by Abdilatif Abdalla
edited by Annmarie Drury
University of Michigan Press, 2024
Cloth: 978-0-472-07661-1 | Paper: 978-0-472-05661-3 | eISBN: 978-0-472-22146-2
Library of Congress Classification PL8704.A32I43 2024
Dewey Decimal Classification 896.39212

The extraordinary Swahili poetry collection Sauti ya Dhiki (Voice of Agony), is a collection of prison poems composed by Abdilatif Abdalla between 1969 and 1972. He originally wrote the poems while incarcerated by the government of Jomo Kenyatta for sedition as a result of his political activism and smuggled them out of prison on scraps of paper. Imaginative Vision is the first complete literary translation into English—translated by the late Kenyan novelist and scholar Ken Walibora Waliaula and edited by Annmarie Drury—of one of the most esteemed and influential collections of Swahili poetry of the twentieth century. 

Yet, Imaginative Vision is also something more. Even as it centers on a literary translation of a singularly beautiful and influential book of poetry, it tells English-language readers the story of that book. Supporting materials illuminate the circumstances of its inception when Abdilatif, aged 22, was arrested and tried. They explore what the volume meant to its first readers and its affiliations with subsequent extraordinary works of prison literature by Alamin Mazrui and Ngũgĩ wa Thiong’o. They trace its links to literary art of the past, including the nineteenth-century poet Muyaka bin Haji, and to writing that followed. And they explain social and historical aspects of the Swahili coastal world that nurtured Abdilatif’s political engagement and stunning verbal art. Under the editorship of scholar, translator, and poet Annmarie Drury, contributors bring insights from their diverse backgrounds to present contextualizing material that illuminates the poems at the heart of this book.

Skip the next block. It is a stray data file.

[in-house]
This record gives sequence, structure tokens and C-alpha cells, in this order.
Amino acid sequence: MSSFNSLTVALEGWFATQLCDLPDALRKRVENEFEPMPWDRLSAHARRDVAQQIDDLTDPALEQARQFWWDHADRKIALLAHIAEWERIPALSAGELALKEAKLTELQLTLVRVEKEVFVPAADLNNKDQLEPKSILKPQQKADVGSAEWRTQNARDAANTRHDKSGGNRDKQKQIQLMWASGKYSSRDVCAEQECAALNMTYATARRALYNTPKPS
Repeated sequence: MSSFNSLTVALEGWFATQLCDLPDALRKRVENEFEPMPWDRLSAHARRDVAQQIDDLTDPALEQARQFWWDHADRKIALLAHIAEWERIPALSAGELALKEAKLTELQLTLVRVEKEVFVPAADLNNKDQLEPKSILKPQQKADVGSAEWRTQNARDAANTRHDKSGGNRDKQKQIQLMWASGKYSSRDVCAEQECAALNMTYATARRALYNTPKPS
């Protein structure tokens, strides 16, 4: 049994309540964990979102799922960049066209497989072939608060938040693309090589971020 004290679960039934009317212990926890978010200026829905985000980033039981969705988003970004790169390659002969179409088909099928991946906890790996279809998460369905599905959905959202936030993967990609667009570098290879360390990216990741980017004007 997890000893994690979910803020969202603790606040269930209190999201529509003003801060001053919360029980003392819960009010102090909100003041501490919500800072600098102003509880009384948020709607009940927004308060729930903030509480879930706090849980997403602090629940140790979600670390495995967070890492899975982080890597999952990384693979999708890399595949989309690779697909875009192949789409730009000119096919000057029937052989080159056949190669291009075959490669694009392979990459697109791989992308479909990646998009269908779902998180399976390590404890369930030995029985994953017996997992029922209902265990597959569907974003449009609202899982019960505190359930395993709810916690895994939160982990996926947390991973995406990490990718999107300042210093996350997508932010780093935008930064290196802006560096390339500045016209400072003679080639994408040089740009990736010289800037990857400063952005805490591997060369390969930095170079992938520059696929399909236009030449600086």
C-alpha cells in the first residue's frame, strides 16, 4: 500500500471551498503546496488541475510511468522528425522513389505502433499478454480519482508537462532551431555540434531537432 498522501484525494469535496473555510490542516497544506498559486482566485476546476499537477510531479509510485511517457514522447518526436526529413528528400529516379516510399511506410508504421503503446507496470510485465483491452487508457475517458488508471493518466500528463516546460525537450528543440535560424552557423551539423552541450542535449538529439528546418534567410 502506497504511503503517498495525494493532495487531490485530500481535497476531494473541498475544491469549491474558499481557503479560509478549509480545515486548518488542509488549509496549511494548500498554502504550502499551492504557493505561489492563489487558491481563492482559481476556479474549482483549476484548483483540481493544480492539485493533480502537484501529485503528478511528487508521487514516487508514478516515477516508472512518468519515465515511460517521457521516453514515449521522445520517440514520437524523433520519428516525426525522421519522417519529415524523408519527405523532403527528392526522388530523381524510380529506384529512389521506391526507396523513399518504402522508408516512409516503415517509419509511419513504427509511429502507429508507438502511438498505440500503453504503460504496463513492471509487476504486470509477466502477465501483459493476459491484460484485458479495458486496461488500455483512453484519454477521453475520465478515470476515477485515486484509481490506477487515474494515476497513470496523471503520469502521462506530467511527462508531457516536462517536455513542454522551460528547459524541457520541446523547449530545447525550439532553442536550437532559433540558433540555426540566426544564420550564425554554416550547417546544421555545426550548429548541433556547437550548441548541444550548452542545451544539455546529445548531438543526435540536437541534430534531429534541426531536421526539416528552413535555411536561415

See other books on: 1946- | African | Drury, Annmarie | East | Political and social views
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